According to researchers, design and construction of the PennEast Pipeline would support approximately 12,160 jobs and an associated $740 million in wages. Additionally, the ongoing operation of the pipeline would generate approximately $23 million in annual economic impact, supporting 98 jobs with $8.3 million in wages. Even greater economic impact from ongoing operations would be realized from the new supply of natural gas to PennEast customers in the Pennsylvania and New Jersey markets.


Consumers Energy presented a $25,000 contribution this week (photo below) to officials with the Great Lakes Ag-Tech Business Incubator at the Ottawa County administrative offices in Michigan this week. The incubator specializes in helping farmers and agriculture-related entrepreneurs turn their machine, equipment or software ideas and inventions into profit-generating assets or new businesses. Consumers Energy, Michigan’s largest utility, is the principal subsidiary of CMS Energy, providing natural gas and electricity to 6.6 million of the state’s 10 million residents in all 68 Lower Peninsula counties.

Before the incubator's recent grand opening, among its pilot entrepreneurs was Frank VanKempen, who with his partners started a company that manufactures machines to produce on-farm ethanol. GrassRoot Energy’s (GRE) technology works by extracting ethanol molecules that attach to the water vapor that is created during the fermentation process. The incubator provided a variety of services to help the company be poised to begin selling its machines in 2015.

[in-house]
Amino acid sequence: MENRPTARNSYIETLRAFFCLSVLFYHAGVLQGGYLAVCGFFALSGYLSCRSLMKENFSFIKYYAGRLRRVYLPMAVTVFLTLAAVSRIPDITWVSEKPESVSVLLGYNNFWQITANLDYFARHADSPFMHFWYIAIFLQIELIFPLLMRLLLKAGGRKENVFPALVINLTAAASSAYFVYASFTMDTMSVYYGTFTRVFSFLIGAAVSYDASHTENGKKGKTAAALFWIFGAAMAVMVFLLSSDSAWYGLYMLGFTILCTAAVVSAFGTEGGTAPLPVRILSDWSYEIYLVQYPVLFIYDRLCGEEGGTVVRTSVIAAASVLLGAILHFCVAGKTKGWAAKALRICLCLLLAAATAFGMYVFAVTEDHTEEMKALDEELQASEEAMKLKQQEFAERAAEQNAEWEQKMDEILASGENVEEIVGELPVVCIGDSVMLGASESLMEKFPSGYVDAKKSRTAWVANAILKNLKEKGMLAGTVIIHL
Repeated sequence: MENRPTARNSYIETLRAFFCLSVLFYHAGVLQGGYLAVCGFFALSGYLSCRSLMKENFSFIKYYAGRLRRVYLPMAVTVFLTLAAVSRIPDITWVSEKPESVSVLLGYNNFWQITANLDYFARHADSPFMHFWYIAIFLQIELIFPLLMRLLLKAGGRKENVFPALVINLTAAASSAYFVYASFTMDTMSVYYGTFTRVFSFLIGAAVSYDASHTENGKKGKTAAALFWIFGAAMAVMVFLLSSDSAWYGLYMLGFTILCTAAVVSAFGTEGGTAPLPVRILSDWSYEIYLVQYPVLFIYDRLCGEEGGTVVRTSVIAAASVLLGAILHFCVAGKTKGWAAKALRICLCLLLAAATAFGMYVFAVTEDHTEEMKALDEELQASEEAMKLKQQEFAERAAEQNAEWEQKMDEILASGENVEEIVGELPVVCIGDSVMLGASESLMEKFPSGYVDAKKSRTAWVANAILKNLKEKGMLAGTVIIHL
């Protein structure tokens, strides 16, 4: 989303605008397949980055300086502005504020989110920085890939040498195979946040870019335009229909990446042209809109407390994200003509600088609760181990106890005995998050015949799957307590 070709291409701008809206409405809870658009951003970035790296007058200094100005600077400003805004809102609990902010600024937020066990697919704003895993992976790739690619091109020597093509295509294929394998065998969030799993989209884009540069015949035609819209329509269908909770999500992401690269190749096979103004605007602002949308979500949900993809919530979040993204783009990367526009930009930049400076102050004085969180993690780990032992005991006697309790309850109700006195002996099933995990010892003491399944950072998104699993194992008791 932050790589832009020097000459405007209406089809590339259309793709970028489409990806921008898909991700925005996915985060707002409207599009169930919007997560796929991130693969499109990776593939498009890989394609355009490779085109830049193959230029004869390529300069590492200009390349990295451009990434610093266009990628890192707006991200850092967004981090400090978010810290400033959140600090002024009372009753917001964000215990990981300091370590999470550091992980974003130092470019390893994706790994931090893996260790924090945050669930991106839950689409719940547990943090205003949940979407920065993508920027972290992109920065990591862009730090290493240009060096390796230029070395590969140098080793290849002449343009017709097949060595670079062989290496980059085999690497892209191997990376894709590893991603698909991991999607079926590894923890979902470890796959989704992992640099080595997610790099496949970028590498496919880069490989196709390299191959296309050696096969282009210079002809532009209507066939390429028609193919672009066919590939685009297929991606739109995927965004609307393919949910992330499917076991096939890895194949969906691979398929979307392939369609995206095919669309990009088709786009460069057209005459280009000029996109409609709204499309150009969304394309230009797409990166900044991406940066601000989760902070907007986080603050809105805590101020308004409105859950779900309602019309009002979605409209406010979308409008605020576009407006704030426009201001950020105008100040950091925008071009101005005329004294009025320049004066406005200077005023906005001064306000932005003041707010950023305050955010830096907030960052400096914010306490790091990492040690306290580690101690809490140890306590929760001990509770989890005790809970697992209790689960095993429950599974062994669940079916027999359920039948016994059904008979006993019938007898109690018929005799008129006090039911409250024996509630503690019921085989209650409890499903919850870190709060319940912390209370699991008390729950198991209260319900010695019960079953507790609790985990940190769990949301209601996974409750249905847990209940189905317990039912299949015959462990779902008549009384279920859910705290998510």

The German Federal Government and the German Renewable Energy Federation will convene a conference “Berlin Energy Transition Dialogue 2015 – towards a global Energiewende” March 26-27 at the Federal Foreign Office in Berlin. Click here for more information about the conference and registration, and click here for our past coverage of Energiewende.


On April 9-10, 2015, the US Dept. of Commerce, with the support of the U.S. Department of Energy, is organizing the second Japan-United States Decommissioning and Remediation Fukushima Recovery Forum.
The event will allow U.S. firms to hear from Japanese Ministries, utilities, and commissioning entities on the status of Fukushima recovery, to identify potential business partners while sharing experiences, expertise, and lessons learned in remediation and decommissioning, including work underway at Fukushima Dai-ichi Nuclear Power Station, and in Tohoku, the area affected by the accident at Fukushima. The event also addresses interest in cooperation in areas related to nuclear power as Japan moves forward with its plan for restarting its nuclear reactors and decommissioning some of its commercial reactor fleet.


Adam Bruns
Managing Editor of Site Selection magazine

Adam Bruns

Adam Bruns has served as managing editor of Site Selection magazine since February 2002. In the course of reporting hundreds of stories for Site Selection, Adam has visited companies and communities around the globe. A St. Louis native who grew up in the Kansas City suburbs, Adam is a 1986 alumnus of Knox College, and resided in Chicago; Midcoast Maine; Savannah, Georgia; and Lexington, Kentucky, before settling in the Greater Atlanta community of Peachtree Corners, where he lives with his wife and daughter.